It’s already Table Topic Tuesday.
I went rogue this week and picked from the middle of the deck. Gasp! And the question is:
I’m Mindy–just Mindy. It’s not short for Melinda or anything else. And I am such a Mindy.
I have always felt like my name is one syllable shy of sophistication. And, at a low-talking 4 feet, eleven inches, I can use all the help I can get. If I were Eloise, say, I could rule the world. Or, at least the room. Eloise. Look at all those vowels. She has to be a storybook heroine. Quirky, poetic, amazing.
I love Clara, too. It’s my two-syllable exception. Maybe it’s the wishful ballerina in me. She just sounds so graceful. And tall.
And I coveted the name Felicity for a while, when the show was big. But there’s a lot of pressure when you’re named for an emotion or word that’s full of promise. Like this gal.
Maybe Mindy is just right.
The girls weighed in, too.
My sister Lindsey says:
What’s in a name?
My name is one that was really popular in the early 80s – so there were a lot of other “Lindseys” in my classes- not a way to feel very unique. The various spellings are problematic with my name too: Lindsey, Lindsay, Lyndsey, Lindsy, and so on. I’ve mostly gotten used to constantly correcting people on the spelling. Though it was always kinda heartbreaking as a kid to go into one of those touristy shops where they put your name on everything only to find that Lindsey with an “a” was the only thing available.
I always thought having a unique name would be fun. Something recognizable so you only need the one – a la Madonna, Beyonce or Cher.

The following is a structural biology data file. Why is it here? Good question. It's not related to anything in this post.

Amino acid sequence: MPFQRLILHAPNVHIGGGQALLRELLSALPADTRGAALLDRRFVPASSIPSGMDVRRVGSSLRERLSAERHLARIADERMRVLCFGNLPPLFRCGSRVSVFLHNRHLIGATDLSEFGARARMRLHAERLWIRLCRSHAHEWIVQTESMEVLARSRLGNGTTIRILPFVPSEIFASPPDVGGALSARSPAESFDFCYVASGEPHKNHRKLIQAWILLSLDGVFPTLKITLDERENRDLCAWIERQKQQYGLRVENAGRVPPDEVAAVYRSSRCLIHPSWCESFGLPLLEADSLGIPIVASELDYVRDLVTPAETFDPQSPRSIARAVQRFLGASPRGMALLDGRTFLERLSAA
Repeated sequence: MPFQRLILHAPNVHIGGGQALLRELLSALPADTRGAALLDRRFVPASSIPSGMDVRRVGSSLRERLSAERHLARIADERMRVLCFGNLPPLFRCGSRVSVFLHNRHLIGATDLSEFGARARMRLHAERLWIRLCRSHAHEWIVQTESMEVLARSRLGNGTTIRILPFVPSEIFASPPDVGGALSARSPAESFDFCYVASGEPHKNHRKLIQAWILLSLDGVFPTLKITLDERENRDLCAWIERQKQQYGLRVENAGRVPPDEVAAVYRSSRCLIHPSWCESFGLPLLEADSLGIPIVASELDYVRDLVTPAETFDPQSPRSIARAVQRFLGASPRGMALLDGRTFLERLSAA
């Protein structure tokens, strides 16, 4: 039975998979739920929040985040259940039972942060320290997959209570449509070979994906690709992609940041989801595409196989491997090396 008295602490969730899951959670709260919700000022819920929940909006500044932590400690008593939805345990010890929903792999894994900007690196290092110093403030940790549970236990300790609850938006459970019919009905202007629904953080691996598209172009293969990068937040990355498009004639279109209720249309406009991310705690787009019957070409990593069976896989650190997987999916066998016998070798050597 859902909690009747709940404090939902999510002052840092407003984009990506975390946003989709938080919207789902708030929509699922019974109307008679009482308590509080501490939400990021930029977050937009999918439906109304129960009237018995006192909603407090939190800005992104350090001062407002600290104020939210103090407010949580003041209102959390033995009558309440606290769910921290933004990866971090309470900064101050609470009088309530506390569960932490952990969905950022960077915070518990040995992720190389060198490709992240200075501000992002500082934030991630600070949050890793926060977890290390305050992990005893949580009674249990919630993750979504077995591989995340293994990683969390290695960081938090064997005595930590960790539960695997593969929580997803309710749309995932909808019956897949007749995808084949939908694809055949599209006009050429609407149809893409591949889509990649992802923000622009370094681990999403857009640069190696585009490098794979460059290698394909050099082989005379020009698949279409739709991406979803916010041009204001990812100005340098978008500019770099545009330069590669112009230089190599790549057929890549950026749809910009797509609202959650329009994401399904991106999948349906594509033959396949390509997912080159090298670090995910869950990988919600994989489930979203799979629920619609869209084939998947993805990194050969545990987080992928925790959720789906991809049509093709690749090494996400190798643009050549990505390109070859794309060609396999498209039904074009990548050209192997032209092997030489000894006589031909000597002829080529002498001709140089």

Since I’ve been Lindsey, or Lins for a little over 30 years now – it’s hard to imagine being anything else.
And Lindsay says:
I’ve often thought about this. I like my name — Lindsay — but it’s pretty common these days. Actually, can I tell you all a secret? A couple years ago I went on a solo shopping (more like browsing) trip to Anthropologie (swoon). I picked out a few things to try on and headed to the dressing room. A younger, trendier associate asked, “How many do you have?” I told her. She picked up a marker and stopped at a dressing room door, “And your name?” “Violet,” I told her. She wrote it on the door in purple script. I shut the door and started laughing. Why the heck did I do that? I didn’t end up buying anything that day. But I left with an overwhelming sureness that we can be anyone we want in this life. I felt a little indie. A little artsy. A little punk. A little sassy. A little sweet and a little bit classy. I like it. I’d definitely be a Violet.
Have you ever wished for another name? I want to hear it.